Executive Director, Institute for Conflict Management
As three states slip out of its hold, the BJP’s hubris will be shaken, but it is unlikely, in the under six months remaining before the 2019 General Election, that the leadership will be able to significantly reinvent itself, or that the party will be able to reposition its core messages. Indeed, if past elections are any signs of what is to come, the current and adverse trend — from the BJP’s perspective — is likely to snowball. Of course, the party will attempt some desperate measures to accommodate, adapt to, or manipulate voter-expectations (given the short time available, an excessive emphasis on the last of these is most probable). The challenge, however, is likely to prove overwhelming. For one thing, once a wave begins to gather at this stage, with elections just around the corner, a change of direction in public opinion is difficult to engineer; the trend will most probably swell further. Moreover, everything that is said and done by the government from this time on is going to be dismissed by evidently disenchanted voters as an ‘election stunt’.
It may, of course, be argued that state elections are not an accurate barometer for the outcome of a General Election. That the ‘Modi wave’ and the PM’s personal charisma will come into play at the national level, whereas local leaders and state government failures were decisive in the Assembly elections. This, largely, is wishful thinking. In the first place, the PM was deeply invested in these Assembly elections and campaigned furiously — as, indeed, he did in all Assembly elections over the past four and a half years. The BJP was at the forefront to attribute past victories to him. In defeat, the blame cannot be passed on entirely to others. There is certainly a measure of weakening in the Modi wave.
Crucially, the wave was always over-estimated. The reduction of the Congress to a mere 44 seats in Parliament, and the NDA’s brute 336, with the BJP accounting for a clear majority with 282 (52 per cent), demonstrated a crushing defeat for India’s grand old party. But the first past the post system has its idiosyncrasies. The underlying reality, often ignored in the NDA’s triumphalism, is that the BJP secured just 31 per cent of the total votes polled — the lowest ever for a party to secure a majority in Parliament. The Congress, on the other hand, with 19.3 per cent of votes, was able to capture just 8 per cent of the total seats. A difference of 11.7 per cent of votes resulted in a gap of 44 per cent in seats garnered.
That 11.7 per cent is the gap that has to be covered. A few percentage points in favour of the Congress, and a few against the BJP, and circumstances will change radically — even though they may not be reversed.
What was thought to be the Modi wave, moreover, also subsumed a groundswell of rage against the Congress. That surge has dissipated. In its place is a growing discontent with, and a loss of faith in, the present regime’s policies and postures. In many ways, Modi’s ‘New India’ appears to be going the way of Vajpayee’s ‘Shining India’.
At a critical point of the electoral cycle, and despite the near total control of all media, the people are rejecting the regime’s message. For all their great felicity in the manipulation of the press, television and social media, Modi, Amit Shah and the BJP are beginning to lose the war of perceptions. And for no great virtue or attainment of their own, Rahul Gandhi and the Congress will be the principal beneficiaries.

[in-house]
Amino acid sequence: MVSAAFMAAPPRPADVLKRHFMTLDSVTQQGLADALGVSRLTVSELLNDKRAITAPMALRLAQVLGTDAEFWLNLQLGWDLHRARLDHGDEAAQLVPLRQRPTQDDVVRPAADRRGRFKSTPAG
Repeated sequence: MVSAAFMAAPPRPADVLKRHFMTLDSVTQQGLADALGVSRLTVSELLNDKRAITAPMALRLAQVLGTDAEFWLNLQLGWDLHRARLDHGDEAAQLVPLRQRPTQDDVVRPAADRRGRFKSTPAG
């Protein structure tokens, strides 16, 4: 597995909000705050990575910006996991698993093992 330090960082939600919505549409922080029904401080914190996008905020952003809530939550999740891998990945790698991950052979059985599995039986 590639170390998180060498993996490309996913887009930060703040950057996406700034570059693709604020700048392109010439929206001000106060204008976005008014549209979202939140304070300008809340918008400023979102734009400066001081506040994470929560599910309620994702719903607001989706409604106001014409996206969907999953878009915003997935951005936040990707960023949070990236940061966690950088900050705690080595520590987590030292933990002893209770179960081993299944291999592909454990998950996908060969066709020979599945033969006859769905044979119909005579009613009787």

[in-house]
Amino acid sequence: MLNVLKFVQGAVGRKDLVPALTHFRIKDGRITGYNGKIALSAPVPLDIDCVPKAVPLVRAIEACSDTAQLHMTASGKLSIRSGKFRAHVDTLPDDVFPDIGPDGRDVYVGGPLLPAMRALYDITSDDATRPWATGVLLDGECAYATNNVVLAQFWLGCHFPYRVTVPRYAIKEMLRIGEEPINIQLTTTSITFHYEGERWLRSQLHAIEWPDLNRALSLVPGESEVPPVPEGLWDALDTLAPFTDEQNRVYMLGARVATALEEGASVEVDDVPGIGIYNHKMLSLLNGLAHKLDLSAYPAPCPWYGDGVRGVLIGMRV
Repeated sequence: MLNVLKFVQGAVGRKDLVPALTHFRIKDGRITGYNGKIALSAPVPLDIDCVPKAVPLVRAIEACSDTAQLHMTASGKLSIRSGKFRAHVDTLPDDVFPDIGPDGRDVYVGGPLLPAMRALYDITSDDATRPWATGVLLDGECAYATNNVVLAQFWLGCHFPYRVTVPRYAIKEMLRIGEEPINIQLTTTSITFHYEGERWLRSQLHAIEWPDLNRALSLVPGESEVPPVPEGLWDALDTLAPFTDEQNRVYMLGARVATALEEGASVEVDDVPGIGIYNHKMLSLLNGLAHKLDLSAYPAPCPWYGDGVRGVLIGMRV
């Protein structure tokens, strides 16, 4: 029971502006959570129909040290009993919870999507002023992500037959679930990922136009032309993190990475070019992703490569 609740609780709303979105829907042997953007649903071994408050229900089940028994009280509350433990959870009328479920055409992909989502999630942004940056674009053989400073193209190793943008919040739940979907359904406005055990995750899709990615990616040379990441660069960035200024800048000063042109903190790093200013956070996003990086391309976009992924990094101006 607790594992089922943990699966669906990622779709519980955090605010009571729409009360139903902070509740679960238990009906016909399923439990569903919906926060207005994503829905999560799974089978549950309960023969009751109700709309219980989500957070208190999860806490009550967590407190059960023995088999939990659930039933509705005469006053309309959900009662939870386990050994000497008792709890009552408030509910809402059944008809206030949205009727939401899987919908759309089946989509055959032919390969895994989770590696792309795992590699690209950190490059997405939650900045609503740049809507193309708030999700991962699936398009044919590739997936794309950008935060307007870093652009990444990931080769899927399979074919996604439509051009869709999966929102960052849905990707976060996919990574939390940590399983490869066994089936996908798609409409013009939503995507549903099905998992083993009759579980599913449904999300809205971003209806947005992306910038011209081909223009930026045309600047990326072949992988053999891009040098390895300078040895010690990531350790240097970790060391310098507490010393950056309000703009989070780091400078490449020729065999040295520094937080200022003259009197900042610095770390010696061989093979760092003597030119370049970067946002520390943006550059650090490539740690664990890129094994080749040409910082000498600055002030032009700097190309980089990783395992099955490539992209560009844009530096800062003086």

Voter behaviour is not influenced significantly by sage assessments of policy, by the niceties of macroeconomic data, or by actual successes and failures of a government (and official claims on each of these are themselves dubious). Commentators often speak of ‘voter sentiment’, and the choice of words is significant. It is ‘sentiment’, irrational and emotive reactions to intangibles in the social, political and economic environment that are decisive in any election.
Crucially, the Indian voter has long demonstrated a proclivity — particularly in polarising elections, and 2019 is sure to be such a one — to vote against, rather than for, particular parties and candidates. Rahul Gandhi’s purported image, the BJP’s repeated ‘Pappu’ jibes, the sustained campaign focusing on his apparent unsuitability for the position of India’s Prime Minister, all this will not matter if public exasperation with the Modi regime — justifiable or otherwise — continues to mount. Moreover, this image has itself changed — gradually over the past year, and dramatically in the immediate aftermath of the latest Assembly election victories — making Rahul Gandhi look far more credible than ever before; again, justifiable or otherwise.
As with the terminal stages of the second UPA government under Manmohan Singh’s leadership, the current dispensation appears to have played out — often overplayed — all its cards. There has been a rather frantic effort in recent months to raise temperatures around the Hindutva platform and on the Ram temple issue, but the outcome of the present elections is proof that this has failed to strike any sympathetic chord among the majority of voters. It is of significance that the Assemblies that the BJP has lost in this round are in its vital Hindi, and Hindutva, heartland.
Of course, the committed cadre of the Hindutva groupings, including the lunatic fringe that has brought the Modi government to disrepute, but has at no stage been significantly restrained by the regime, will throw its all into the Modi 2019 campaign. But this is a relatively inelastic base. If it is to recapture even a shadow of 2014, the BJP needs the fence sitters, it needs an anti-Congress wave, it needs to build a rage against the ‘other’. The first two of these are unlikely to be available. The third, then, will be its fall-back option; but the people are clearly tired of it.
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